Acronyms have a notoriously bad rap when it comes to naming and after spending some time working in Washington, D.C., I understand why.
Whether it’s think tanks like AEI (American Enterprise Institute) or BI (Brookings Institution) or “acronymed” legislation like PROTECT-IP Act (Preventing Real Online Threats to Economic Creativity and Theft of Intellectual Property) or ATTIRE (American Textile Technology Innovation and Research for Exportation), speaking in permanent CAPS LOCK was exhausting, confusing, and on more than a few occasions, downright silly. So, are acronyms permanently excommunicated from naming society, or do they ever have a time and place?
On occasion, we have done work with companies where acronyms actually worked well. This is especially true internationally. We just had to be sure that:
1) The acronym has embedded vowels in the right places so that it is pronounceable
2) The acronym itself wasn’t a real word or abbreviation that could cause confusion or conjure up some off-color meaning (e.g., Ever think about the meaning associated with the last two letters of IBM? Guess what PEDO means in Spanish?)
For example, some of the folks that developed the HDMI acronym came to us wanting another acronym for a new wireless audio technology and association. They needed a name that had the same potential as HDMI but for use on all types of new audio equipment such as wireless speakers and soundbars. The winning name was WiSA which stands for “Wireless Speaker and Audio” (go to www.wisaassociation.org). The leading “Wi” immediately positioned the name in the right space and the entire 4 letter acronym was short enough to work as an icon on all types of audio equipment.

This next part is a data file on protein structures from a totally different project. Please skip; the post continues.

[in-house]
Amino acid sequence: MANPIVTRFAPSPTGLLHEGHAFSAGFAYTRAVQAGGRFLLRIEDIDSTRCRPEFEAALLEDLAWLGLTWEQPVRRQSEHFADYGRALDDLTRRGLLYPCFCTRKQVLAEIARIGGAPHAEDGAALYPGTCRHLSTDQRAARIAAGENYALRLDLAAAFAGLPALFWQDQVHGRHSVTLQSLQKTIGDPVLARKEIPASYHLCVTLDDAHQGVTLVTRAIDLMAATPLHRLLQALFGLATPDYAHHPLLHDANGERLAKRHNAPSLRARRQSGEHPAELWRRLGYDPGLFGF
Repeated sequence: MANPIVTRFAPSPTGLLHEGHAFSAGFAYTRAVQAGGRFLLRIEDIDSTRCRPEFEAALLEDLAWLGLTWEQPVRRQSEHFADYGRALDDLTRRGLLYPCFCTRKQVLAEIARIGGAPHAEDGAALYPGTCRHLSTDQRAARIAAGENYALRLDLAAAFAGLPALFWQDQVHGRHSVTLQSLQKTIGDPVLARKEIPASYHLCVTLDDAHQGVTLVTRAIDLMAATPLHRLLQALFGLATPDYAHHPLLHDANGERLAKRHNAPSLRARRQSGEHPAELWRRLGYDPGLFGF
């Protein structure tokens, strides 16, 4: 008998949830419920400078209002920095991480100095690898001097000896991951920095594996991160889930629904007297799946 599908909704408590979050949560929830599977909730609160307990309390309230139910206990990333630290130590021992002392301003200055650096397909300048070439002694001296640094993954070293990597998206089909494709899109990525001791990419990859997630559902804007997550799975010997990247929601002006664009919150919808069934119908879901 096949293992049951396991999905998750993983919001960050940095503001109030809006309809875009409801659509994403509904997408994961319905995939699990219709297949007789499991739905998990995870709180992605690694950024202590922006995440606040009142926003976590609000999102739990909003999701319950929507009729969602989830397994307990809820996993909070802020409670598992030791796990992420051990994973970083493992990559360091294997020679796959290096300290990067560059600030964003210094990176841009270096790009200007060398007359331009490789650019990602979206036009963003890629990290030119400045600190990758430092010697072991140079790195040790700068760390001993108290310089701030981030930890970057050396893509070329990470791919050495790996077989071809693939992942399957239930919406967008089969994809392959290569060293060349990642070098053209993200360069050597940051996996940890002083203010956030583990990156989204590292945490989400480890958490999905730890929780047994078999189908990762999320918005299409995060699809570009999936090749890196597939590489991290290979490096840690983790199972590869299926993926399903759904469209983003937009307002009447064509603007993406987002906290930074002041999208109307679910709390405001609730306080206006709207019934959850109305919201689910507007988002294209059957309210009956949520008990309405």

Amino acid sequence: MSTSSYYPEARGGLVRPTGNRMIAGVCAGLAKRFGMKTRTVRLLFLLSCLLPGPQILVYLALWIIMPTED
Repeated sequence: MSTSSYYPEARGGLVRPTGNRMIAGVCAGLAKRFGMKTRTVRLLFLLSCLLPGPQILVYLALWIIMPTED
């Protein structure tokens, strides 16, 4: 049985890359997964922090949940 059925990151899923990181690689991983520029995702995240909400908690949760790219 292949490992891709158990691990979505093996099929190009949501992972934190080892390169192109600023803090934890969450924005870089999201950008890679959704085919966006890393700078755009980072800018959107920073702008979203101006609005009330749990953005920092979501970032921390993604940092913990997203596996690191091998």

Another example is when we developed the GEOS acronym to replace the NCCSP alphabet soup name which stood for: National Center for Conservation Science & Policy. The GEOS name worked so well coupled with the “Institute” trailer that there was no need to promote the meaning behind each letter. Go to www.geosinstitute.org for more information.
Still, even after working on these and other “acronaming” projects, most of the time acronyms don’t engage the target and grab their attention like more meaningful names that convey a key benefit or connect emotionally (e.g., Empower for a new Hoover vacuum, Puron for a greener “Freon” or Mirra for a Herman Miller ergonomically-designed chair). So if you just have to have an acronym for your new name, make sure it is pronounceable and as relevant as possible.